Although SAN snapshots are pretty awesome, they become substantially more difficult to use in virtualized environments. This is mostly due to the fact that the SAN creates these snapshots on a per-volume level. In the database example, that might be a couple of different volumes (say, a log and data volume). However, in a virtualized environment, one very large volume could hold the disks for 20 or 30 servers -- so it's impossible to simply roll back the disk state for a single VM from the SAN.
Of course, restoring an entire VM from a snapshot could be done. In the VMware world, you'd present the point-in-time snapshot you want back to the vSphere host, mount it, find the target VM's files in the snapshot, add that VM into inventory, migrate it back onto its original volume, and fire it up. If you've licensed the Storage vMotion feature, you can even start the VM from the snapshot copy, then live-migrate the VM back onto the volume where it's supposed to live, providing for a speedy time-to-restore. If you're after a single file, you might end up with a roughly similar plan, except you'd track down the virtual disk file that has the data you want, mount it on the original VM, then pull the data out.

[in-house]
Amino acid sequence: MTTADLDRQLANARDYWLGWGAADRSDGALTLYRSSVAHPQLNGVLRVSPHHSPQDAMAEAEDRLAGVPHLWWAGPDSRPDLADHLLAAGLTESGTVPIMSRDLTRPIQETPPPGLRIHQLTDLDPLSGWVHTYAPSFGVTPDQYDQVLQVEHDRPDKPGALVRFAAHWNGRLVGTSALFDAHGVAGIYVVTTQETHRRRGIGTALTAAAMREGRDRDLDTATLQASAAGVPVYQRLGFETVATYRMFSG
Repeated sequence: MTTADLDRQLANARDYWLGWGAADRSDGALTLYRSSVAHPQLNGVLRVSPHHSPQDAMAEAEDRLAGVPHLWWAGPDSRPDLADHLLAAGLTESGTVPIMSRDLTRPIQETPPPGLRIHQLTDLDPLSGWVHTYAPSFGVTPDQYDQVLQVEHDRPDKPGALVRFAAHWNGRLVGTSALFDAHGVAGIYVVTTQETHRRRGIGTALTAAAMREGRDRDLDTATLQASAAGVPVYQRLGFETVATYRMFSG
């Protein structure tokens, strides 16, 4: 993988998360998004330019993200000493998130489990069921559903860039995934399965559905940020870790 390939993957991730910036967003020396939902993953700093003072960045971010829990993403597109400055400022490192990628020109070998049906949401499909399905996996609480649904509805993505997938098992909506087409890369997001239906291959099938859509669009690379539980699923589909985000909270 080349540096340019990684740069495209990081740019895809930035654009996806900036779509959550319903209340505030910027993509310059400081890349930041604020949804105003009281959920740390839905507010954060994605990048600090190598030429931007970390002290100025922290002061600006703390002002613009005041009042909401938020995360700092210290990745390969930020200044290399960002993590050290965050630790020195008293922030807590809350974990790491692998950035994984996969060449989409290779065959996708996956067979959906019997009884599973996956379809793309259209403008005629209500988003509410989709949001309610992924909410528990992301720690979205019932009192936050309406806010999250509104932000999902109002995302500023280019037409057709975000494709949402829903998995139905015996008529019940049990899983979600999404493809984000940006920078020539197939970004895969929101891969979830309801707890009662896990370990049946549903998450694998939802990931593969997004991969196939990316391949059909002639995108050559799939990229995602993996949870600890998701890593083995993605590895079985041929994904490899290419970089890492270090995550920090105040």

Veeam's Explorer for Snapshots feature promises to do all that work for you in far less time than you could do it manually -- all while using the same wizard-driven interface you may already be used to. In addition, you could use the same application and file-level restore capabilities for normal Veeam backups, including restoring individual files and individual Microsoft Exchange mail items. Given that it's included in all versions of Veeam Backup and Replication 6.5, there's no extra cost.
Filling a hole in HP's portfolio
It's interesting that HP chose to work with Veeam to develop this feature. (HP is promoting it heavily with the rebrand of HP's P4000 VSA into the StoreVirtual VSA.) Perhaps HP wants to take advantage of Veeam's high growth and reach its more than 43,000 customers, all of whom HP would love to sell server and storage gear to.
However, it may also be driven by a gap in HP's capability set: HP is one of the few major storage providers without a strong backup software offering for virtualization. I can count on one hand the number of times I've seen HP Data Protector deployed in the field, usually only in legacy HP-UX shops.
If that's true, I wonder if Veeam will be able to attract other storage vendors. The great wave of consolidation has seen most of the popular storage startups gobbled up by the larger providers, so there are only a few major storage vendors that don't already have a horse in the backup software race. EMC markets Networker and Avamar; at the same time, Dell has had strong ties to both Commvault and Symantec, owns Appassure, and recently purchased Quest Software -- the maker of vRanger, Veeam's primary competitor in the virtualization backup space.
This article, "Veeam eases SAN snapshot restoration," originally appeared at InfoWorld.com. Read more of Matt Prigge's Information Overload blog and follow the latest developments in storage at InfoWorld.com. For the latest business technology news, follow InfoWorld.com on Twitter.